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  • Poterack Capital Advisory

You know what happens when you assume…?

There are two points I want you to take away from this article. The importance of expense/fee transparency andhow a firm may have a competitive advantage in the industry.


I’ve written about Department of Labor (DOL) regulations regarding my industry working with the public as a fiduciary. PCA Wealth Managers, Alec Quaid and myself, operate as a fiduciary, which means “in the best interests of our clients”. The DOL appropriately wants more transparency and disclosure of fees, expenses and other information for the investing public.


I’ve recently had a few very interesting client interactions and want to share the gist of what I learned. The PCA way of doing business has always sought to been very transparent. Our process is thorough and we focus on fees, expenses and taxes because of the impact on our client’s financial planning. Well here’s what I’m driving at…


Many investments, most commonly mutual funds and variable annuities, have internal expenses which are not displayed on your monthly statement. These internal expenses may compensate your broker or financial professional who is not working as a fiduciary. Typically, if a client doesn’t see an expense charge they assume there was no expense or fee. This would be an example of “out of sight; out of mind” or a client “sticking their head in the sand”.


You would think (I assumed!) a client would benefit from knowing what expenses they are paying so they can make a value judgement regarding performance and a firm’s services. At PCA, our management fee (compensation) is published on our client’s brokerage account statement in dollars and cents so everyone clearly understands what PCA is earning.


Here’s where a potential scenario gets interesting. Prior to joining PCA, a client may have worked with afinancial professional (not acting as a fiduciary) and paid far more in expenses than they do now with our firm. However, now that the expenses (albeit lower) are transparent and published by PCA, some clients view us as more “expensive” than their previous firm.


In my 33+ industry years I’ve seen many situations. Occasionally we lose a client we don’t want to lose and sometimes the reason is “ABC company is doing what you do without charging us”. Despite our effort to educate through workshops, reviews etc., there are occasionally clients who may leave PCA to pay higher expenses elsewhere simply because they assume an expense they don’t see doesn’t exist!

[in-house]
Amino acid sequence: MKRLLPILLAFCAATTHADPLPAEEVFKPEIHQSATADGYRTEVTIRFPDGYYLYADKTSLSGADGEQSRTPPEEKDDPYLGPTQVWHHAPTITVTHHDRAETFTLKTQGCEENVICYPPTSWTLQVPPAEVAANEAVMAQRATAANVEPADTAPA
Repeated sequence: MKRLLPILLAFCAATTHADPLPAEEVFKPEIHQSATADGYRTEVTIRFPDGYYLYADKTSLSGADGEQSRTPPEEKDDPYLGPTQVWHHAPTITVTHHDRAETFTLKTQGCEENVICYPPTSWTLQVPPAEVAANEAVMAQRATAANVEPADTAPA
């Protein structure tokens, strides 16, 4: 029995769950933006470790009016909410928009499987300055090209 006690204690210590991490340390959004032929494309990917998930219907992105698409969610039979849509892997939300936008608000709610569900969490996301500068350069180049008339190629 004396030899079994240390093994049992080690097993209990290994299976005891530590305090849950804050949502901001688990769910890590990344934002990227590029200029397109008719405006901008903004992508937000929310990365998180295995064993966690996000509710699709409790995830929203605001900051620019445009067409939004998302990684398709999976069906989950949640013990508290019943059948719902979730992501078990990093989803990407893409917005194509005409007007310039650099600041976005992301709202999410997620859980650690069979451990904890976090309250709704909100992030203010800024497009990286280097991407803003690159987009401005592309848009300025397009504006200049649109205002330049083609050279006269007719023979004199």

Now for point number 2! Last week I was speaking with a client we’ve worked with for a long time. He was helping his elderly parents sort through their financial accounts (not with PCA), had several questions, and wanted my advice in order to assist his parents. Their accounts are with a very large firm; one all our readers are likely familiar with. Well his parent’s firm did not have access to all the investments we have access to. Additionally, some of the funds their firm used were not the Institutional share class that PCA has access to. In other words, in that situation, PCA had more choices and better asset pricing.


This didn’t surprise me, because it is my business to know these things. PCA provides a very strong value offering which is not easily matched, in my experience. However, it did occur to me that this client and probably many other clients of PCA might be surprised or not even aware of our potentially competitive advantage versus the big box shops. To give you a sense of the difference in one fund’s case, the added internal expense of the Retail share class offered by this large national firm was 50% more expensive than the Institutional share class expense PCA had access to!


Remember the gross rate of return on a fund is the same, regardless of share class, except you keep the net rate of return after expenses (not the gross rate of return). If we lower your internal expenses, then you keep more money! Any time we can assist a client in keeping more money without more risk, then we have provided real tangible value! Fiduciaries are not compensated by internal investment expenses.

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